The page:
2. Number 2 is a stupid argument, borderline frivolous, that has already been rejected by the Supreme Court more than once. But, of course, as federal judges keep explaining to incompetent Trump lawyers, it’s state legislatures who have standing to raise the argument. Random person doesn’t get to argue, “I’m mad that the state legislature’s right has been violated.”

                1. In addition to being dumb, it’s completely ahistorical. Every single state’s election laws have been enacted via presentment. And have been interpreted by the courts millions of times for centuries. At no point has anyone suggested that the governors or courts had no role to play and that the laws were in force the minute they issued from the state legislature and could not be interpreted. (Indeed, the last of those is something only an idiot could argue.)

          2. No, both are self-interested motivations for Trump: If he doesn’t pull off a win this year, he might very well run in 2024. And if he does, he very much has to care if he’s going to face all sorts of election laws being waived in favor of Harris.

            1. I think he, for now, has the inside track to being the Republican nominee again in 2024 if he wants to be (and remains alive and healthy enough). And I think the motivation for the litigation might possibly contemplate that – but as part of the show I referred to and reinforcing a narrative, not as a sincere effort to get judicial relief.

              1. I think it’s both a show and a sincere effort to get relief.

                But a severely handicapped sincere effort. I think his time in business, where if you pay a lawyer they generally stay bought, didn’t prepare him for how dirty politics was. And so he didn’t do the work of making sure he had legal representation that actually wanted him to win.

                Nor did he expect his legal representation to end up personally threatened and try to drop him as a client in the middle of litigation.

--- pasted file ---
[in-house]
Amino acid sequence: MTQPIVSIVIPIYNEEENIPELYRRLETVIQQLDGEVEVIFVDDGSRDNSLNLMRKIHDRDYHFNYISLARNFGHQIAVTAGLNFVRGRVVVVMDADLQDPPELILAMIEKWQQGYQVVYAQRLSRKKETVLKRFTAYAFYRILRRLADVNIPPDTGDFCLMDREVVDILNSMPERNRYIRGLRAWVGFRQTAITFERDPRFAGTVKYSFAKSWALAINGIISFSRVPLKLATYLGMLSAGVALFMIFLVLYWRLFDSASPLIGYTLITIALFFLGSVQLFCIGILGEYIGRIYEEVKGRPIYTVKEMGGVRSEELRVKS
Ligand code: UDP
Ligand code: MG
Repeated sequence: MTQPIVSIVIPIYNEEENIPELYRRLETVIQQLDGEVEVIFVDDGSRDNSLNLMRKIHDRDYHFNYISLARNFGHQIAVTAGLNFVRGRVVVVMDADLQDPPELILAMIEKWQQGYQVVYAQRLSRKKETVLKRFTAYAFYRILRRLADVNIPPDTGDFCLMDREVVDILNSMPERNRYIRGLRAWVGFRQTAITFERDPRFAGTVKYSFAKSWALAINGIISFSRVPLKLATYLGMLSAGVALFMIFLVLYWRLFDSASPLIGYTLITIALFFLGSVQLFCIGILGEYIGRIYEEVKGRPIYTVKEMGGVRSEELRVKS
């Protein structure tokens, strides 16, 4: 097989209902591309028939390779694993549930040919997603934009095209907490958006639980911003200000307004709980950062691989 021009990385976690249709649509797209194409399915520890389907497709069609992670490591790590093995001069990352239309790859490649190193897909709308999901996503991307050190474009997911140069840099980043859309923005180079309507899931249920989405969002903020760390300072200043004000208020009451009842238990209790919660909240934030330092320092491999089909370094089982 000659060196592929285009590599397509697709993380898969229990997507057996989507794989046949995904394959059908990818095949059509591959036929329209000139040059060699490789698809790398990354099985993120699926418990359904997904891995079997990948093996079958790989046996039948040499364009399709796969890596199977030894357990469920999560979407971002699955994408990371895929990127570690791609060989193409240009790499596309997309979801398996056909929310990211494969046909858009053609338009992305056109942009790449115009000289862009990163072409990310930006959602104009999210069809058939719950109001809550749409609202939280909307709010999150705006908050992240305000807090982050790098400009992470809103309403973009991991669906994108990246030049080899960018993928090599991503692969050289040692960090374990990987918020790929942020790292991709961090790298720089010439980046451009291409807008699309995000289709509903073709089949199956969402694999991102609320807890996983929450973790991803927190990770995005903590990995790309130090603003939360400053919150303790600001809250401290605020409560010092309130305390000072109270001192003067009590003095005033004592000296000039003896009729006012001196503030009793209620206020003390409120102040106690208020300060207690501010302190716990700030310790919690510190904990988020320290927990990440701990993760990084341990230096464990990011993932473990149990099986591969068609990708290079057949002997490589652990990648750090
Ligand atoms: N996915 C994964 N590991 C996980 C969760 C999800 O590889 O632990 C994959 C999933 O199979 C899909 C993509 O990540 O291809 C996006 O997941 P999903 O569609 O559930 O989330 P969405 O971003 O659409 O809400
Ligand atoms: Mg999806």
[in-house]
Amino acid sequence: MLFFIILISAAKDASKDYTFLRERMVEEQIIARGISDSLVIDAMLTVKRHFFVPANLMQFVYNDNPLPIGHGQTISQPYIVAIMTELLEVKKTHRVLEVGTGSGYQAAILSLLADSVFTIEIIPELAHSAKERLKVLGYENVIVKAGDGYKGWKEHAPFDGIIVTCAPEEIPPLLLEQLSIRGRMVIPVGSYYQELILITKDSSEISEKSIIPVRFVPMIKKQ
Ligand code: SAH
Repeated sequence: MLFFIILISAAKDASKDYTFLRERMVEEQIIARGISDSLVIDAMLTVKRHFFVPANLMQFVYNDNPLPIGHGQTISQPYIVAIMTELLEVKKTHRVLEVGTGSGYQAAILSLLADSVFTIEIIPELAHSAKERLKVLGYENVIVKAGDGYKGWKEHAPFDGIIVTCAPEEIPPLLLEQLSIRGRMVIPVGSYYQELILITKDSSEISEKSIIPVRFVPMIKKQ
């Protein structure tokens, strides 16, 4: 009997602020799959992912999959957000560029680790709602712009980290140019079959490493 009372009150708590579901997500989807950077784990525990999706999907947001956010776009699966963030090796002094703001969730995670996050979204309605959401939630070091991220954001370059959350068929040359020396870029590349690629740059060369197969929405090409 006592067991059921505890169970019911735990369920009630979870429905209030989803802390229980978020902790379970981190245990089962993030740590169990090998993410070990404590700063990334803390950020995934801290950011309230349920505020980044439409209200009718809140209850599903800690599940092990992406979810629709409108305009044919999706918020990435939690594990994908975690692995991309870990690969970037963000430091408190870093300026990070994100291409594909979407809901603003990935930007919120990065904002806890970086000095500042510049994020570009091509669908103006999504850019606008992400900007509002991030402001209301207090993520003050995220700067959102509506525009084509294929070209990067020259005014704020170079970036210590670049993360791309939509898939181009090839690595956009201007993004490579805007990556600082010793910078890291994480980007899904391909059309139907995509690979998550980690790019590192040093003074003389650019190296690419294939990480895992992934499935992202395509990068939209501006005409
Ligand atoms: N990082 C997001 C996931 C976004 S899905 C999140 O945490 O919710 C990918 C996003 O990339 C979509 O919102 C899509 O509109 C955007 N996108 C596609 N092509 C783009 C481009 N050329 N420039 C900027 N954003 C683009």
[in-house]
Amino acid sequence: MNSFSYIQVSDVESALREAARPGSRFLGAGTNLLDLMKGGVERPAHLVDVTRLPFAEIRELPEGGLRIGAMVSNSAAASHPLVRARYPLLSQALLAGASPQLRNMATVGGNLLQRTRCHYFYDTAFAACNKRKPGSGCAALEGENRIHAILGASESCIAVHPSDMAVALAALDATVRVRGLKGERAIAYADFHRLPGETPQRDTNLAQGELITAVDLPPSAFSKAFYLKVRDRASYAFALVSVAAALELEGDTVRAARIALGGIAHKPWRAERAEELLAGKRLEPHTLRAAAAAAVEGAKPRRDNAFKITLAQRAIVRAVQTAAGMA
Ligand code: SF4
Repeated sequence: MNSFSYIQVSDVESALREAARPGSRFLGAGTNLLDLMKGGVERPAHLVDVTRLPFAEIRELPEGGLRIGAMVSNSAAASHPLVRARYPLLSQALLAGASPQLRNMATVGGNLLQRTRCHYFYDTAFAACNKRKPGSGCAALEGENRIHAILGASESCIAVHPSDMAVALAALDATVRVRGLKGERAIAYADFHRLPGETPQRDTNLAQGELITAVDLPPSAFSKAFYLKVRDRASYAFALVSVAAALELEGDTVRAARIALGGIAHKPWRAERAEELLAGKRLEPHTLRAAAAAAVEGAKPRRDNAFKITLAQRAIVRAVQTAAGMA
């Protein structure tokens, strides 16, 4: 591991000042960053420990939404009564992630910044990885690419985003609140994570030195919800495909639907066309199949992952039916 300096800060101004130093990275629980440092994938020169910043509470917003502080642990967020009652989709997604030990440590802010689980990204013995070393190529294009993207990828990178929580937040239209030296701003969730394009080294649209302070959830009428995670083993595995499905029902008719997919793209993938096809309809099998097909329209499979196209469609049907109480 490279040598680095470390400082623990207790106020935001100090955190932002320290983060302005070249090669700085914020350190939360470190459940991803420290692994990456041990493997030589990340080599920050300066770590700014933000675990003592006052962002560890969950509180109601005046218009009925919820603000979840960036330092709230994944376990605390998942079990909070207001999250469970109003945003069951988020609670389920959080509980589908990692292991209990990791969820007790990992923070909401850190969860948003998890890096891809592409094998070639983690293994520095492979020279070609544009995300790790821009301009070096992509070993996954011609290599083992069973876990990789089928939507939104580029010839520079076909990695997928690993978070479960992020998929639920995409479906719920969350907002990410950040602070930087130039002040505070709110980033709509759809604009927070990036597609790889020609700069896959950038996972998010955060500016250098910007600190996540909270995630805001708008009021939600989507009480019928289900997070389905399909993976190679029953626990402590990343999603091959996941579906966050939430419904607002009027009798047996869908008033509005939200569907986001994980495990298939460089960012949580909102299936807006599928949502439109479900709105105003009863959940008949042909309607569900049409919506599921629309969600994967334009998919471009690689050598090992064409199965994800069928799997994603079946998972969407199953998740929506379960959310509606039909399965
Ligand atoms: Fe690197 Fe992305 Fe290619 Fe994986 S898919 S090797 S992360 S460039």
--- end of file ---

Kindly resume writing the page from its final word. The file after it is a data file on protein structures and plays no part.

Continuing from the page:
By the time he knew what was going on, it was really too late to undo the damage.

                1. You ever notice how you make an assumption, perhaps small, that completely changes a narrative in order for it to be more in line with your existing world views and bias?

                  You keep assuming that the many lawyers who have quit on Trump did so because of personal threats.

                  I have not seen anything that suggests that this is why they quit. I think threats are part of the package of taking a controversial political figure like Trump as a candidate, and unlikely to scare off these firms. I think they are quitting on Trump for much the same reasons that law firms used to quit on Trump earlier in his presidency and in his private life: he demands ridiculous actions from his attorneys that threatens their standing with courts and Bar associations.

                  1. I asserted that they were personally threatened, and that they then tried to quit representing him. You’re free to assert there’s no cause and effect there, but both did happen.

                    1. In the cases with which I am familiar, the precipitate for withdrawal was more (1) the opinions of other lawyers in the relevant firms, who did not wish to be associated with such flagrant, public asshattery and (2) observation of some of the ridiculous legal actions being advanced by other Trump-related litigants, and a desire not to have reputations wrecked by perceived association with those reckless litigants.

                      I oppose some of the “personal” stuff, such cluttering a lawyer’s professional email account with multiple daily pizza and oil change specials hundreds or thousands of miles away, but I sense (1) that problem was limited and (2) those antics did not cause any lawyers’ withdrawals. The reputable lawyers who departed seemed to leave because they did not want to ride a crazy train.